In this conversation, Dr Andrea Medrado and Mathias Felipe de Lima Santos interrogate ideas of artificial intelligence (AI) for social good, drawing inspiration from Participatory Action Research (PAR) and the work of Latin American thinkers such as Freire and Fals Borda. Medrado presents data from the project and paper “AI for Social Good?” co-authored with Dr Pieter Verdegem. For the project, participatory workshops were conducted in London with a group of students, activists and tech workers. In the paper, Medrado and Verdegem analyse two transversal themes – AI for Social Good? And Decolonial Perspectives of AI – and delve into three concepts – autonomy, empathy and dialogue. They propose a South-North flow and utilise PAR approaches that stem from Latin America. This is an attempt to challenge the ways in which the North’s centrality is taken for granted when it comes to epistemologies, experiences, and pieces of knowledge related to AI. They argue that PAR can not only empower marginalised communities in the Global South; we can also learn more from its application in the Global North, in contexts where people deal with different struggles. Yet, there are constraints in applying PAR. These are related to how scholarship is organised in the Global North, often with the aim to generate top-down impact, which stands in opposition to the open agenda and bottom-up approach of PAR. Still, much can be learned from this research journey. Inspired by Fals Borda’s (2003) “sentipensante” notion, they embrace an “epistle-method-philosophical” approach in which making, thinking and feelings are all combined. Rather than following the AI hype, we argue that more is to be learned from everyday AI stories, which we must tell, listen to and share in pluriversal ways.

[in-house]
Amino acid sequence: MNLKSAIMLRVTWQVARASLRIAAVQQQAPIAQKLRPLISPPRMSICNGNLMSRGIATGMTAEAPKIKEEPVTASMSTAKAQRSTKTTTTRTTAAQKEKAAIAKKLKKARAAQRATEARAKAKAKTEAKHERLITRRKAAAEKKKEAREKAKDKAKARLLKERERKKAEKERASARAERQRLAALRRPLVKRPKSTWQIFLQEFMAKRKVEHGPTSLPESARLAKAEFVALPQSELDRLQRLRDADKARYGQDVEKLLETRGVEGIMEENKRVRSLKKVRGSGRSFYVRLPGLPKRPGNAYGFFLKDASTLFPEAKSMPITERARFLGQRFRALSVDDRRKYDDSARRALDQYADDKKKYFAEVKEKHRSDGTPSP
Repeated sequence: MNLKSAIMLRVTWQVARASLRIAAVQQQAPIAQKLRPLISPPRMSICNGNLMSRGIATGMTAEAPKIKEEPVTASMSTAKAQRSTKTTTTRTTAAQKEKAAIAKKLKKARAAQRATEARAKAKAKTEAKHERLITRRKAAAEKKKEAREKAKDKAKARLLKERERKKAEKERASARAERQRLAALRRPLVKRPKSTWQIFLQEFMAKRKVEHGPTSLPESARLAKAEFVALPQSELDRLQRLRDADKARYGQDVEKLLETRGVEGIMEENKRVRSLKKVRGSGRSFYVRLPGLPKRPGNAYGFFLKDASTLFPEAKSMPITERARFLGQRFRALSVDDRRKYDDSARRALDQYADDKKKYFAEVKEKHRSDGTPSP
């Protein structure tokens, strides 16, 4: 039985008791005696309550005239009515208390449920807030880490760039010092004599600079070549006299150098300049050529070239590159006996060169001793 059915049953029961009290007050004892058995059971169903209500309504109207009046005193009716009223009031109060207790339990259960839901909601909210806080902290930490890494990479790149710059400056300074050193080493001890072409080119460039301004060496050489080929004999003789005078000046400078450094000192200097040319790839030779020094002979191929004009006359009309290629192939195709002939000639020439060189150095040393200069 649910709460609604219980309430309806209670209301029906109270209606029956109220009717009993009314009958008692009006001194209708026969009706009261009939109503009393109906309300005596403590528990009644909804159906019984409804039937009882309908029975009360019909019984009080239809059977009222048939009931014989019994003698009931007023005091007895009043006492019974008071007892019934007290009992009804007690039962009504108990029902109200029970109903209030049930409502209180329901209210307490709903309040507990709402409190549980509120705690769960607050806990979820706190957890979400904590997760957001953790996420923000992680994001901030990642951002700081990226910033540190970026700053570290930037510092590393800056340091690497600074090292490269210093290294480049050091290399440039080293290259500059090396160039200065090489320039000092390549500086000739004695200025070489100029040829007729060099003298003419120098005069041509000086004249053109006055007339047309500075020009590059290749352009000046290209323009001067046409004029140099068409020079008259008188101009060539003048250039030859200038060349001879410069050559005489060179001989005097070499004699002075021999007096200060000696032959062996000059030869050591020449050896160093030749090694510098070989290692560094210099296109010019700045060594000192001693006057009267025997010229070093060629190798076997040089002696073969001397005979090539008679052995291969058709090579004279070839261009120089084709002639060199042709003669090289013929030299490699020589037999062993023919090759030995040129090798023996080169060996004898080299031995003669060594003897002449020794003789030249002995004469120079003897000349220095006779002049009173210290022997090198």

Dr Andrea Medrado is a Senior Lecturer at the University of Westminster in the UK and a member of CAMRI (The Communication and Media Research Institute). She also worked as an Associate Professor at the Federal Fluminense University in Brazil. Andrea is the Principal Investigator for the project “AI for Social Good?”, funded by UKRI and by the University of Westminster’s Diversity and Inclusion Research Community. She was the Co-I for the “e-Voices Redressing Marginality” Network (Arts and Humanities Research Council, ARHC). She is currently the Vice President of the International Communication and Media Research Association (IAMCR). Her first book “Media Activism, Artivism and the Fight Against Marginalisation in the Global South: South-to-South Communication”, has just been published by Routledge.